Amid this political turmoil stirred a great deal of discovery and innovation. On 4 November, Howard Carter discovered the tomb of King Tutankhamen in the Valley of the Kings. Five days later, Albert Einstein was awarded the Nobel Prize for his theory of relativity – much of which he’d developed during his own annus mirabilis of 1905. On 8 February, the White House received its first radio (by all accounts its technology has not advanced much since), and on 18 October the BBC was formed. 
The coming of radio was the great technological revolution of 1922, its effects remarkably similar to those of the digital revolution today.  Before 1922, radio was strictly a military device; by the end of that year, there were an estimated 1.5 million radio sets in American homes alone and they were spreading with equal speed through Europe; before long the US and Britain were meeting up with China to discuss sharing the new technology. That year, the papers reported a plethora of inventions inspired by radio: engineers predicted that one day there would be wireless movies on trains; a French inventor created a mobile radio device to fit in parasols, enabling women to phone home and listen to music while out “promenading”; another inventor patented a “reading machine”, designed to “enable anybody to carry with him many copies of books without even bulging out his pockets”. 
In September 1922, the US began talking about talking: an inventor had patented the first mechanism for recording sound on film. It would take five more years for “talking pictures” to be realised, but the invention belongs to 1922. Meanwhile F W Murnau was showing what silent film could still do in Nosferatu, released in Berlin that May. At the same time, Hollywood appointed its notorious film censor, Will Hays, whose reign over the movies would prove so influential for the next 40 years. Dorothy Parker wrote of the Hays office in her 1922 poem “Reformers: A Hymn of Hate”: “The motion picture is still in its infancy – they are the boys who keep it there.”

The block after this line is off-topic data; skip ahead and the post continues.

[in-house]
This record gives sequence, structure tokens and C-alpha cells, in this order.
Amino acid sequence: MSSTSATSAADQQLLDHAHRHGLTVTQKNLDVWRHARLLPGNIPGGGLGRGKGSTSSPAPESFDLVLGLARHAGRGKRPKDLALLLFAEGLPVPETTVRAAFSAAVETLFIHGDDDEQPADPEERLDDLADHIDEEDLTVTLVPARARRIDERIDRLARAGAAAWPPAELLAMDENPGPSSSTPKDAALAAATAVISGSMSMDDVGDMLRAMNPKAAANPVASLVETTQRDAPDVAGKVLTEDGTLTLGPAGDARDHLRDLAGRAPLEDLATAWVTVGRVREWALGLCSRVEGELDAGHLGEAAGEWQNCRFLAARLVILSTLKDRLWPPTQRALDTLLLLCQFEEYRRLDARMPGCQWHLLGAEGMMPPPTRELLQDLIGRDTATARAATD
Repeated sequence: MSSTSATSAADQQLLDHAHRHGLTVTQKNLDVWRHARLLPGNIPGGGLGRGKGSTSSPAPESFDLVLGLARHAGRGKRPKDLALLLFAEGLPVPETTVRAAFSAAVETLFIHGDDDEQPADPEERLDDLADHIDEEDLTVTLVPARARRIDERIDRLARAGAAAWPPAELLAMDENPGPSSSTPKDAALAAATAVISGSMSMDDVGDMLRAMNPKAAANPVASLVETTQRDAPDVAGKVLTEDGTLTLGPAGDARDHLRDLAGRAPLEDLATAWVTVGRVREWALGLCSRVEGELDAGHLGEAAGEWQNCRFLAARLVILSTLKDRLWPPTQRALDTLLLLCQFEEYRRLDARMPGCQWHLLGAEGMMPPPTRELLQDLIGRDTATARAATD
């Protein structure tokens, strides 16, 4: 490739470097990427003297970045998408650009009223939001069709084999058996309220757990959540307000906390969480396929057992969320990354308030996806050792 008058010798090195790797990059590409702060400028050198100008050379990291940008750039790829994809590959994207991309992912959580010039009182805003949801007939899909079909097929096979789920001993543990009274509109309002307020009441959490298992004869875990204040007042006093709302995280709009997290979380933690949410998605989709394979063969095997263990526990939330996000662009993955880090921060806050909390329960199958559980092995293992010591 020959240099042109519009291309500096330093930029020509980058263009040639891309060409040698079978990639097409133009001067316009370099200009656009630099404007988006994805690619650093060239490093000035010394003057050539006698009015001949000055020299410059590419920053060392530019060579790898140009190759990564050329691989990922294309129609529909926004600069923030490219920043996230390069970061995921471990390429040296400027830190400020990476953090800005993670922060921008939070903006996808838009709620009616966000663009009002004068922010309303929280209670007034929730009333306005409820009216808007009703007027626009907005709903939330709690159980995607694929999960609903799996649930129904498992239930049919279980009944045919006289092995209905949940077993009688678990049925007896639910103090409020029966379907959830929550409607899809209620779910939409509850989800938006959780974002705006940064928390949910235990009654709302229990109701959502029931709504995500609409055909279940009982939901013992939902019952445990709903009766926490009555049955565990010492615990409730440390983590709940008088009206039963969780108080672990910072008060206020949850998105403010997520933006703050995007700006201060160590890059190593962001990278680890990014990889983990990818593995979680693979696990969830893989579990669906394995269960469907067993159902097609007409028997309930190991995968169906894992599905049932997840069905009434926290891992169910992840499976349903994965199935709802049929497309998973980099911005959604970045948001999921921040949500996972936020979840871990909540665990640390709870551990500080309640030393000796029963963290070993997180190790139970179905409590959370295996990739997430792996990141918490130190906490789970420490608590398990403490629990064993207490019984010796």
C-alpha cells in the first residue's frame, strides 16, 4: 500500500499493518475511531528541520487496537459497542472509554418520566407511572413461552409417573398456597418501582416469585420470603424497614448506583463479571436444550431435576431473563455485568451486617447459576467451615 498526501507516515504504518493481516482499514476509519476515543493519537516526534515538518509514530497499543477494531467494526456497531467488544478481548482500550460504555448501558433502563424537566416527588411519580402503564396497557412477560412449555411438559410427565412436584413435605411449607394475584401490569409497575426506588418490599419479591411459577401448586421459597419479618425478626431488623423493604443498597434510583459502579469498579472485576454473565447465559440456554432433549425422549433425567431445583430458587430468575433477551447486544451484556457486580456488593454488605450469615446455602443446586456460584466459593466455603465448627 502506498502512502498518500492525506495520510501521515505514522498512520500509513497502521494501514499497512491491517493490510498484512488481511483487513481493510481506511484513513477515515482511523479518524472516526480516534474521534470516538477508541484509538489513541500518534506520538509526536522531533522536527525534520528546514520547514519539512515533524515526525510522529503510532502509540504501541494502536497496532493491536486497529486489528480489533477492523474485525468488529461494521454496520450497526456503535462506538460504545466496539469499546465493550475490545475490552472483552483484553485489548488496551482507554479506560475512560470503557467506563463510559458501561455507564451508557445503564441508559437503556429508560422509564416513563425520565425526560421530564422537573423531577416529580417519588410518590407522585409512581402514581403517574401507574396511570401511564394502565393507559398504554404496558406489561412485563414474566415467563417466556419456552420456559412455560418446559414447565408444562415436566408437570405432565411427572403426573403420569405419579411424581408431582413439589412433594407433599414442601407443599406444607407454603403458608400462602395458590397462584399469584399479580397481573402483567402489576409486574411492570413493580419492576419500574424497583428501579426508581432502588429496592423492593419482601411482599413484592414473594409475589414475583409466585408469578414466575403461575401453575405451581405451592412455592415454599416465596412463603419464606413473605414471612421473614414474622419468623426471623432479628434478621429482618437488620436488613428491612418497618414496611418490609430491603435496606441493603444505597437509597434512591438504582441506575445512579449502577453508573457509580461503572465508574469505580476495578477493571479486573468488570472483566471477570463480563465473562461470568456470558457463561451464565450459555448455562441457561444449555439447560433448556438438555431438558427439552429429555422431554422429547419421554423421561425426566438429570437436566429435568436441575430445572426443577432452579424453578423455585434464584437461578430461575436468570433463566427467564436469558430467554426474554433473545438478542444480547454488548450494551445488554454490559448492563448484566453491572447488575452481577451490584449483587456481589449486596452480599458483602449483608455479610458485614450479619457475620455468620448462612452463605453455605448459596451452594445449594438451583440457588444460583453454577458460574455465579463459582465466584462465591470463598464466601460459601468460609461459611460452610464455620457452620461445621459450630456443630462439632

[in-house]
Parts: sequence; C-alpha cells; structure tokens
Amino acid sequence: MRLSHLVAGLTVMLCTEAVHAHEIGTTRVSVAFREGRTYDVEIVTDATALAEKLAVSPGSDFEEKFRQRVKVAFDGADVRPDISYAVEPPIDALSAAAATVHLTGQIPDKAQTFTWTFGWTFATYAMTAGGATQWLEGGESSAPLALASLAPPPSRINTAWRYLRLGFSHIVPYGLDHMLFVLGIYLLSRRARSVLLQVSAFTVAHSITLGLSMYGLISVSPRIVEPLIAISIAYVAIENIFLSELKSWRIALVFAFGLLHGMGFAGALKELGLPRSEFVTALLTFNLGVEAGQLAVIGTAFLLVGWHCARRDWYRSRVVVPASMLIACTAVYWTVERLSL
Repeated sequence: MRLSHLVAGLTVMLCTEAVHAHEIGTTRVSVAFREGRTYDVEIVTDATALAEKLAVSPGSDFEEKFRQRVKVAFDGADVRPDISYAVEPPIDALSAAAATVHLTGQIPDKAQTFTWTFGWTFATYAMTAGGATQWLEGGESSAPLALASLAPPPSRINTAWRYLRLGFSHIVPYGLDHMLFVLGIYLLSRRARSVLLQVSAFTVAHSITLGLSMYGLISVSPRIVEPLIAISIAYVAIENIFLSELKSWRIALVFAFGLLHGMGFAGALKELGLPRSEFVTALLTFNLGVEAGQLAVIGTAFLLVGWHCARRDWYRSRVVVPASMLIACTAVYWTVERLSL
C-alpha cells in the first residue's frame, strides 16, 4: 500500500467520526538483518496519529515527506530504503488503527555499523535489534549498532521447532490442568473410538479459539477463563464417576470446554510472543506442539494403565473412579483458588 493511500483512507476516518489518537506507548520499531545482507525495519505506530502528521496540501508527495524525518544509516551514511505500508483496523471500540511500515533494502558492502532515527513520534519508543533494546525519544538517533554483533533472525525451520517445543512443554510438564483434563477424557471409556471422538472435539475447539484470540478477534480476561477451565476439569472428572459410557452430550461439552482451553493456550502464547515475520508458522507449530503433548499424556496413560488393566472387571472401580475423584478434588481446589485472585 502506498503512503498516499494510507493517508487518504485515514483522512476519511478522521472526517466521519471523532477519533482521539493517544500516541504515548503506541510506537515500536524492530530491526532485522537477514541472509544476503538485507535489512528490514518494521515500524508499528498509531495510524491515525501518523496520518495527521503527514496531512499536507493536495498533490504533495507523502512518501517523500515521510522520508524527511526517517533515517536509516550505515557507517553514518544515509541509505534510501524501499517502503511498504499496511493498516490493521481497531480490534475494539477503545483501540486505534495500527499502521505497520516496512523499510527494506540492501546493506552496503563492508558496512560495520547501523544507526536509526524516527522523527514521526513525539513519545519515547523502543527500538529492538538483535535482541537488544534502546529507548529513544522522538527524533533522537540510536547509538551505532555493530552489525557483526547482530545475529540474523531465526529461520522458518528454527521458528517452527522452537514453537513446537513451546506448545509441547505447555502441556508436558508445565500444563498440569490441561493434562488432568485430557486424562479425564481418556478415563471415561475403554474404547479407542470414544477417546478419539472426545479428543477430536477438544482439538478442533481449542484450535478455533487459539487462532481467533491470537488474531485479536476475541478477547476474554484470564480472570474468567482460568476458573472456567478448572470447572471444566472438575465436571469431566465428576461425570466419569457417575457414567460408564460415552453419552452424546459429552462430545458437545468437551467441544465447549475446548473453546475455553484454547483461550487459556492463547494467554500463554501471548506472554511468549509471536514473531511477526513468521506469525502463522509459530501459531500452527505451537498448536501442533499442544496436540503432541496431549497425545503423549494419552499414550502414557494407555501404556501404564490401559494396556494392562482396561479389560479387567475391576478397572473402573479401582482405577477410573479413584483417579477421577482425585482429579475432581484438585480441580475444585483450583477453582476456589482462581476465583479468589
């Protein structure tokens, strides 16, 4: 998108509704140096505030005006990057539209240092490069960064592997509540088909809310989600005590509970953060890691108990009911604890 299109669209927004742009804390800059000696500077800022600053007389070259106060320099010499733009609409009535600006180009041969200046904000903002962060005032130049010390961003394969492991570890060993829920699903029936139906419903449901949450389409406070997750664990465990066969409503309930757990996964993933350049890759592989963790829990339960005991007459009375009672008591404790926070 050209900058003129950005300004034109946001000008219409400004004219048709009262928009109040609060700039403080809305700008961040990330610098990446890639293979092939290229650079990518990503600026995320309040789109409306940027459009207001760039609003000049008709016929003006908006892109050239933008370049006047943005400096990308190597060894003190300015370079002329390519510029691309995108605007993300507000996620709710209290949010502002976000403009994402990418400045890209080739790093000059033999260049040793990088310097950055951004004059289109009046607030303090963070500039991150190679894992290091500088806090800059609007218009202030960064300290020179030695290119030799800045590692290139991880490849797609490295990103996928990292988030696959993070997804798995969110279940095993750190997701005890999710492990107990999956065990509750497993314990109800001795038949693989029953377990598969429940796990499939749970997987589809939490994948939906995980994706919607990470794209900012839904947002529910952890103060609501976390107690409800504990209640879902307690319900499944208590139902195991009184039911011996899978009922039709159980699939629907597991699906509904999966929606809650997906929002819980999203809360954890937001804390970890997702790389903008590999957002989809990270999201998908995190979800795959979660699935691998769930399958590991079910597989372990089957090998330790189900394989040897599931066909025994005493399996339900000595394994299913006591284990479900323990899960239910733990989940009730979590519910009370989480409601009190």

That year Parker had written another poem, “Flapper”, which also commemorated the spirit of the age:
The Playful flapper here we see,
The fairest of the fair. 
She’s not what Grandma used to be, 

You might say, au contraire. 

Her girlish ways make you stir, 

Her manners cause a scene. 

But there is no more harm in her 

Than in a submarine
She nightly knocks for many a goal 

The usual dancing men. 

Her speed is great, but her control 

Is something else again. 

All spotlights focus on her pranks. 

All tongues her prowess herald. 

For which she well may render thanks 

To God and Scott Fitzgerald.
Her golden rule is plain enough –
Just get them young and treat them rough.
And four years later she singled out 1922 again, albeit ironically, in a poem called “Autobiography”: 
Oh, both my shoes are shiny new, 
And pristine is my hat 
My dress is 1922 . . . 
My life is all like that.
It is impossible to define just why 1922 was such a remarkable year: energies and economies were churning after the First World War and not always for the better: by 1922, Hitler was doing jail-time and thinking about Mein Kampf. That year was, in many ways, the birth not just of modernism but of modern life, the clarion call of the 20th century. So much of what would come after is suggested embryonically in a catalogue of that remarkable year.
Some say this sort of timekeeping is arbitrary, just a glorified coincidence. After all, Eliot and Joyce wrote their masterpieces before 1922; Fitzgerald and Woolf published theirs in 1925. The effects of the Palestine Mandate, or of the rise to power of Hitler and Mussolini, would not be felt for decades. But we should learn to be more thoughtful about coincidences: as Einstein showed, you can change the world if you think hard enough about simultaneity. 

Sarah Churchwell is chair of public understanding of the humanities at the University of London, and author of “Behold, America” (Bloomsbury)

This article first appeared in the 30 April 2012 issue of the New Statesman, The puppet master